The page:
experience and past recommendations, among other factors. This can create a
challenge for even the most seasoned compensation professionals. But evaluating
contractual workers based on their skillset will help organisations find the
best fit for critical jobs, both now and in the future. As business structures
continuously change, organisations need talent that can easily adapt and be
readily available to take on new work.
Contractual workforce management
The fleeting nature of the contractual workforce makes it very difficult to
manage. One issue is the minimal or lack of benefits offered to contract
workers. Another question is the on-boarding process for contractual employees –
is it necessary to orient them to a company’s culture and goals? Many companies
assume that since contract workers may only be team members for a short time,
there is no need to invest in performance or career management.
In the U.S. alone, contract workers already comprise 35% (around 55 million)
of the total workforce.2 The rapid growth and utilisation of this workforce
segment, across virtually every industry, makes it all the more essential to
have an effective Contractual Workforce Management (CWM) strategy in place. This
will enable employers to understand the complexities of managing contractual
talent and improve operational performance to effectively lessen labour cost.
Without a proper CWM, employers might face potential legal and regulatory risks
that negate the benefits of engaging contractual workers. Poor management of
these employees could increase baseline costs without a discernible increase in
A CWM strategy can enable your organisation to effectively leverage
contractual talent to help realise your business objectives. One effective
action is to extend a comprehensive Statement of Work that clearly defines your
expectations from contractual talent, including their role and goals. This can
ultimately lead to saving time, effort and cost for complex projects.
An undervalued and often neglected activity with contractual workers is
providing feedback and evaluation after the job has been completed. An
increasing number of these individuals now request feedback for their work. Did
they meet what was expected of them? Did they finish the job professionally and
on time? These are just some of the things contractual workers want to know. The
Statement of Work can form a sound basis for this feedback.
HR taking charge
Managing contractual workers may appear complex because it is still a largely
unfamiliar process. The undefined role of HR and hiring managers in this process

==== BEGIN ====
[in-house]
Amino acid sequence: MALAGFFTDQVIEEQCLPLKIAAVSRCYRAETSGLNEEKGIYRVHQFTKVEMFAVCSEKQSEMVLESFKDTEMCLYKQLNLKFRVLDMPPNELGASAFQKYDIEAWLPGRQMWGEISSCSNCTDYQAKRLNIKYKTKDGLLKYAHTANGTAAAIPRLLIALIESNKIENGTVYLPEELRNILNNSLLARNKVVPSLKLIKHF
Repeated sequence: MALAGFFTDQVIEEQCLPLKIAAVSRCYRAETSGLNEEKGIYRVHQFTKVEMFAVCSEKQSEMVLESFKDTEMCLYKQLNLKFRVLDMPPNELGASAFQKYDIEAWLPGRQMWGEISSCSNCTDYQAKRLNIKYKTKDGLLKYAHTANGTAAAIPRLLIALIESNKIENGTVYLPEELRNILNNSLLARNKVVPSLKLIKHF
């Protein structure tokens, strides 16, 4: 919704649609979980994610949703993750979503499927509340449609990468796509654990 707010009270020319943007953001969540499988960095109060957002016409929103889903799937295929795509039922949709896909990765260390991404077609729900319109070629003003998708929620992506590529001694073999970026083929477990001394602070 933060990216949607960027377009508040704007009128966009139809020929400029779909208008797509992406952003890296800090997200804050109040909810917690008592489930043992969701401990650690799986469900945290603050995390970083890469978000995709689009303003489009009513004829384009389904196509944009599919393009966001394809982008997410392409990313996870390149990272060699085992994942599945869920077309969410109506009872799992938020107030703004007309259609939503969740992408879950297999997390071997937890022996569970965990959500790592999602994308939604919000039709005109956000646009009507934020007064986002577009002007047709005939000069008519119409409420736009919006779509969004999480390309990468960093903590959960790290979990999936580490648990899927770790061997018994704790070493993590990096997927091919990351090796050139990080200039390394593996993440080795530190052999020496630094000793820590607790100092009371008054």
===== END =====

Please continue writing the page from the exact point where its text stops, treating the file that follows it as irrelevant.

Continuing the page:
can add to the confusion. The task of hiring and managing contractual workers is
often handed over to procurement, as they are traditionally deemed as vendors or
suppliers. However, the rising prevalence of contractual workers has created a
shift towards redefining them as human capital. HR professionals need to
identify and clarify their role in this process.
Among the HR professionals in our survey, 58% admit that they have no
involvement in managing contractual workers and have limited clarity on their
role in such arrangements. Their responsibilities are usually limited to
identifying where to post job openings and recommending pay rates. But they are
often not informed as to when or why contractual workers are needed. Hiring
managers are often relied on to trigger these needs and to oversee the process.
There are often no checks and balances to justify the time and costs of
recruiting this talent.
There is a clear gap in the current situation that explains why there are
problems with determining appropriate pay and benefits for contractual workers.
Not to mention a risk of overlooking the communication of company guidelines and
values while ensuring compliance with legal and regulatory policies. These are
among the important reasons why HR is best placed to take leadership of the
management of the contingent talent process from end to end. Although transient,
contractual workers can comprise a significant part of an organisation's
business and goals.
A key takeaway here is that organisations should realise that dipping into
the contractual talent pool is not simply a way to deal with talent shortages.
There can be far greater long-term gains – if this activity is aligned carefully
with HR and business strategies. When contractual workers are regarded rightly
as an HR responsibility – just as their full-time counterparts are – it could
propel your organisation towards greater innovation and even give you a
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Jasbir Singh is the Global Leader for Willis Towers Watson Data Services, Sambhav Rakyan is the Data Services Practice Leader in Asia Pacific. To connect with Jasbir or Sam, email